Alan Greenspan offers some ideas on how to fix economic forecasting in his new book, but little is new.
What do you do after laying the groundwork for the worst financial crisis in 70 years? You write a book exonerating yourself, and go on a book tour.
Former Federal Reserve Chairman Alan Greenspan spoke in New York as part of a promotional tour for his new book, The Map and the Territory: Risk, Human Nature, and the Future of Forecasting. Small-business owners may find little of direct takeaways applicable to their companies, but many will be curious simply because they have been left with the consequences of the financial meltdown, including a terrible climate to finance their businesses, continued, weak consumer demand and wrenching uncertainty about their prospects.
Greenspan appeared Wednesday night at the Barnes & Noble bookstore at Union Square, where people were required to purchase his book to attend--cost about $35. About 100 people showed up, including his wife, the newscaster Andrea Mitchell, who presumably did not have to pay. The audience was not allowed to ask questions of Greenspan, who spoke in response to prepared interviewer queries for about 40 minutes, and who was escorted away upon conclusion.
British journalist Sebastian Mallaby conducted the interview, asking incisive questions about the financial meltdown, what lessons we had learned from it and potential structural fixes to prevent future crises.
Greenspan was expectedly erudite and his sprawling intellect was obvious, even if he rambled at times. That can be forgiven a man of 87. What cannot, perhaps, is his apologist stance for the financial meltdown.
"Why did we all miss this?" Greenspan asked at one point.
There is ample evidence that financial experts and economists, including Greenspan, were well aware of what was happening. By decreasing the federal funds rate and keeping it low following the dot-com implosion in 2000, many financial experts argue, Greenspan helped feed the debt frenzy that inflated the mortgage bubble.
"We all knew we were living in a [mortgage] bubble, but no one knew when it would burst," Greenspan said, appearing to contradict himself.
Greenspan, who led the Fed from 1986 to 2006, saw some of the most dramatic business cycles the U.S. has ever experienced--including the market crash of 1986, the dot-com bubble and subsequent burst, the aftermath of September 11th, and the run up to the 2008 financial crisis.
In hindsight, Greenspan said, he knows now there are two types of financial bubble--essentially good ones and bad ones. The former, represented by the dot-com era, did not lead to structural financial failures. The latter, represented by the 2008 crisis, did. The difference was the attachment to toxic debt, Greenspan said.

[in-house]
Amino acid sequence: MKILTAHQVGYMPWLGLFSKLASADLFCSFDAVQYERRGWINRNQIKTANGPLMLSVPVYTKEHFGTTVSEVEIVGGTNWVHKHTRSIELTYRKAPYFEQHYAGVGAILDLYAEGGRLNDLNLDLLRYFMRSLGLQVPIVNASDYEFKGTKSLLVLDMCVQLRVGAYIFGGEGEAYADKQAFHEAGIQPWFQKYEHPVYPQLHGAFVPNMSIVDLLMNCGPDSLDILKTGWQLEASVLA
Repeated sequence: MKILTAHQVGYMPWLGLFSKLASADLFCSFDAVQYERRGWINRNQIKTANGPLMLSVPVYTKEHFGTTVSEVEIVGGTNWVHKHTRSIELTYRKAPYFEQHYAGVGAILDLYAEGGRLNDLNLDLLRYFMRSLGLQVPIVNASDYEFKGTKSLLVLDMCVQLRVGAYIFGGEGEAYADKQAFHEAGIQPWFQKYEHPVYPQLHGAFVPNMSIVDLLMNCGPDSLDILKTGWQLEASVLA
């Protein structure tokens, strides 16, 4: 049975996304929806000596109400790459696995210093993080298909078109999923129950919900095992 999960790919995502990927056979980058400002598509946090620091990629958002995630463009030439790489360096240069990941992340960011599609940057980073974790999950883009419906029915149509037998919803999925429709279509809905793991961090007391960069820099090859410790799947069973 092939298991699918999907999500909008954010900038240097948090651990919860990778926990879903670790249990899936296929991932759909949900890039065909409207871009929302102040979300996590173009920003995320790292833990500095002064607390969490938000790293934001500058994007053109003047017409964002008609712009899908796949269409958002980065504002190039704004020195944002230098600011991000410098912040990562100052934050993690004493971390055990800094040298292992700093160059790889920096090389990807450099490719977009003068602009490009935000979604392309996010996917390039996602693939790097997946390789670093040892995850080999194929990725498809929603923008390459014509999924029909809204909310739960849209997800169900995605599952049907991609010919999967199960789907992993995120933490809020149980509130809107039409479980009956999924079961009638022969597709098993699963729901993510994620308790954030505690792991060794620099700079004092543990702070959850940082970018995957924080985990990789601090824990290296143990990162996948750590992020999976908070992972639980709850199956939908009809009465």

If that seems overly simplistic, his book can seem that way at times too. The Map and the Territory loops in the idea of "animal spirits," essentially another spin on behavioral economics. Man is a rational being, and to some degree markets behave rationally, at least in the long run, some economists have argued. But humans are also irrational, and hence subject to irrational euphoria and fear, fear being the worst for markets, Greenspan said. New models of economics have to include this emotionality. Not doing so leads to blind spots, such as the ability to predict the collapse of the housing market.
That all sounds well and good. The newly-minted Nobel laureates for economics in 2013--Eugene F. Fama, Lars Peter Hansen and Robert Shiller, all from the U.S.--were awarded prizes in part for creating models using financial data that acknowledge this unknowable element of human behavior.
Still, Greenspan seems unable to formulate much beyond the knee-jerk conservative reaction to fixing embedded structural problems, which is to cut social entitlements.
"To fund our generosity we have foraged in every corner of our federal budget to meet the rise in social benefit spending," Greenspan wrote in his book. "We are eating our seed corn and damaging the very engine of America's comparative strengths in the world."
While that sentiment may be open to debate, it certainly has its adherents among small-business owners.